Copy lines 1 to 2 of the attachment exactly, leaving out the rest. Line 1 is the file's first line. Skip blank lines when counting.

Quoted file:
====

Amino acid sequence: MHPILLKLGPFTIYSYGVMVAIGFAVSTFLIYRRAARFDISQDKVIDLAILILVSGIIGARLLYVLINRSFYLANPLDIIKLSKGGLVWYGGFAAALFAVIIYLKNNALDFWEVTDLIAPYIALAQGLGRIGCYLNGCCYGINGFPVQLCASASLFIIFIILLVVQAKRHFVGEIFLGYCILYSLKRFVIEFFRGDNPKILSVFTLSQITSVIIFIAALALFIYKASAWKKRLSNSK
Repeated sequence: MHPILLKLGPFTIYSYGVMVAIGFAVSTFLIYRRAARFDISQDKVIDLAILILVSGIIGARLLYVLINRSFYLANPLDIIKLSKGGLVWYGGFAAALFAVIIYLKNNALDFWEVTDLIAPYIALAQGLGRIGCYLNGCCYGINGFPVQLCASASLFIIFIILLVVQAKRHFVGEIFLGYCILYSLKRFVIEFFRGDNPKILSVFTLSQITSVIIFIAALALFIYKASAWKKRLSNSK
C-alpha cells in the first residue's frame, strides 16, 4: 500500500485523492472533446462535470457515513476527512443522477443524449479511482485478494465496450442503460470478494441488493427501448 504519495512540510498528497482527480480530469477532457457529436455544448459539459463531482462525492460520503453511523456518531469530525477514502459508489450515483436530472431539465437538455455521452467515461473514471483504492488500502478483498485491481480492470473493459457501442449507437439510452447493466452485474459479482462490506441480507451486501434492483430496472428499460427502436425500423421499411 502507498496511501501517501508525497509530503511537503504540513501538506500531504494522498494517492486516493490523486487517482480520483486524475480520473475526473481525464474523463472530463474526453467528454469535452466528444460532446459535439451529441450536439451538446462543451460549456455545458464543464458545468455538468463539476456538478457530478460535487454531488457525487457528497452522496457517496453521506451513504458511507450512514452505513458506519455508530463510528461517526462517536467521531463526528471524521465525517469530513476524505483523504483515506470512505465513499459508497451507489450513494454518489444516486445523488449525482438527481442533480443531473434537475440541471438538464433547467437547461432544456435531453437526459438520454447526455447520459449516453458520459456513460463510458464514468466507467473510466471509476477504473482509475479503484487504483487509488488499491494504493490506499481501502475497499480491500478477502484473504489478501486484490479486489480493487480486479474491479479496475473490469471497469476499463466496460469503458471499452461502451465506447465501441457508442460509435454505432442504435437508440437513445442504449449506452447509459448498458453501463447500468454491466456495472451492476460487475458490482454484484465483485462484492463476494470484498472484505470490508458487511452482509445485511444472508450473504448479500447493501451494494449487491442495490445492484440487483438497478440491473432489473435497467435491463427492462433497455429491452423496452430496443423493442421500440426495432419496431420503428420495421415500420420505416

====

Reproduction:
Amino acid sequence: MHPILLKLGPFTIYSYGVMVAIGFAVSTFLIYRRAARFDISQDKVIDLAILILVSGIIGARLLYVLINRSFYLANPLDIIKLSKGGLVWYGGFAAALFAVIIYLKNNALDFWEVTDLIAPYIALAQGLGRIGCYLNGCCYGINGFPVQLCASASLFIIFIILLVVQAKRHFVGEIFLGYCILYSLKRFVIEFFRGDNPKILSVFTLSQITSVIIFIAALALFIYKASAWKKRLSNSK
Repeated sequence: MHPILLKLGPFTIYSYGVMVAIGFAVSTFLIYRRAARFDISQDKVIDLAILILVSGIIGARLLYVLINRSFYLANPLDIIKLSKGGLVWYGGFAAALFAVIIYLKNNALDFWEVTDLIAPYIALAQGLGRIGCYLNGCCYGINGFPVQLCASASLFIIFIILLVVQAKRHFVGEIFLGYCILYSLKRFVIEFFRGDNPKILSVFTLSQITSVIIFIAALALFIYKASAWKKRLSNSK